Here’s how to get the most from your Hospital cover on restricted services.
What’s a restricted service?
It’s the same as if the service was ‘covered’. You can choose your specialist and if they agree to treat you under our Access Gap Cover scheme you’ll be, all or mostly, covered for their fee. It’s the same for any other specialists involved in your hospital care, like an anaesthetist or assistant surgeon.
Your out-of-pocket expenses will depend on which type of hospital you go to (public or private), and how much that hospital charges private patients for the service.
If your specialist can treat you in a public hospital as a private patient, ask if the hospital charges the government set fee for that service. If that’s the case, we pay your hospital bill (apart from your excess, if applicable).
If the hospital charges private patients more than government set fee, you’ll have to pay the difference. This can vary a lot, so be clear on this before you agree to any treatment.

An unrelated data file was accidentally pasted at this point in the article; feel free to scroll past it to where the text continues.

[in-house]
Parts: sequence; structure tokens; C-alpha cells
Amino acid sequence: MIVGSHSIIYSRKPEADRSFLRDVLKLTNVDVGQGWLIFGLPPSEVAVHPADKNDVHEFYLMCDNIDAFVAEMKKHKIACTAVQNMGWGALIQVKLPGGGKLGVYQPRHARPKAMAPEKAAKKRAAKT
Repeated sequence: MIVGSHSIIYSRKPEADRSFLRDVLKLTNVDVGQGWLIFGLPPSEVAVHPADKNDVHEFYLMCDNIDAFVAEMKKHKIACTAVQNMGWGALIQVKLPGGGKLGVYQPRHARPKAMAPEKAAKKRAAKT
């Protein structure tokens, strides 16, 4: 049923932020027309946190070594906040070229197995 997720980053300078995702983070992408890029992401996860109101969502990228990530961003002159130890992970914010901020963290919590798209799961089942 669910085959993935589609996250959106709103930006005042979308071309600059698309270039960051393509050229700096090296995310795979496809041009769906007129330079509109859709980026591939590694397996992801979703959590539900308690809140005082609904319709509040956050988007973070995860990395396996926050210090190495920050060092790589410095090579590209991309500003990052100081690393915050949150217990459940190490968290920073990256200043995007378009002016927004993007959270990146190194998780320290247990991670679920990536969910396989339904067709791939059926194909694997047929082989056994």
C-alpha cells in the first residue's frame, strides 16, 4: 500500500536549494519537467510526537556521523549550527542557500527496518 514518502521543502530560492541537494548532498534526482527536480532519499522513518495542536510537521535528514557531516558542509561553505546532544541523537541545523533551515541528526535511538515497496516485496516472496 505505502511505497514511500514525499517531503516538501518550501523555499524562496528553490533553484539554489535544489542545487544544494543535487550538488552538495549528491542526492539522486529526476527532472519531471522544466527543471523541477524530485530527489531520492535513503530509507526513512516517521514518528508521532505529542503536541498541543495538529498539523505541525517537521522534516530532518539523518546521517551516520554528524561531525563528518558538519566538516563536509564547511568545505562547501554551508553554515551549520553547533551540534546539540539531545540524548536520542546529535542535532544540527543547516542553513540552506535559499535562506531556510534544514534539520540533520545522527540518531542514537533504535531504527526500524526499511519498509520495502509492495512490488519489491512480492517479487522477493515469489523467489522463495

At a glance
We pay – Accommodation in a shared room (up to the government fee).
You pay – Any excess on your cover and the balance of your accommodation costs.
If you’re treated at a private hospital for a restricted service, you’re likely to have significant out-of-pocket costs.
As with public hospitals, we pay up to the set government fee for your hospital accommodation. But a private hospital will probably charge more than that.
At a private hospital you’ll also have to pay for any operating theatre, intensive care or neonatal intensive care costs, because they’re not included in the accommodation cost (which they are at public hospitals).
Again, you need to understand those costs before you consent to treatment to avoid bill shock later on.
At a glance
We pay – Accommodation as if staying in a shared room (up to the government fee).
You pay – Any excess on your cover, the balance of your accommodation costs, and any other costs involved in your hospital stay.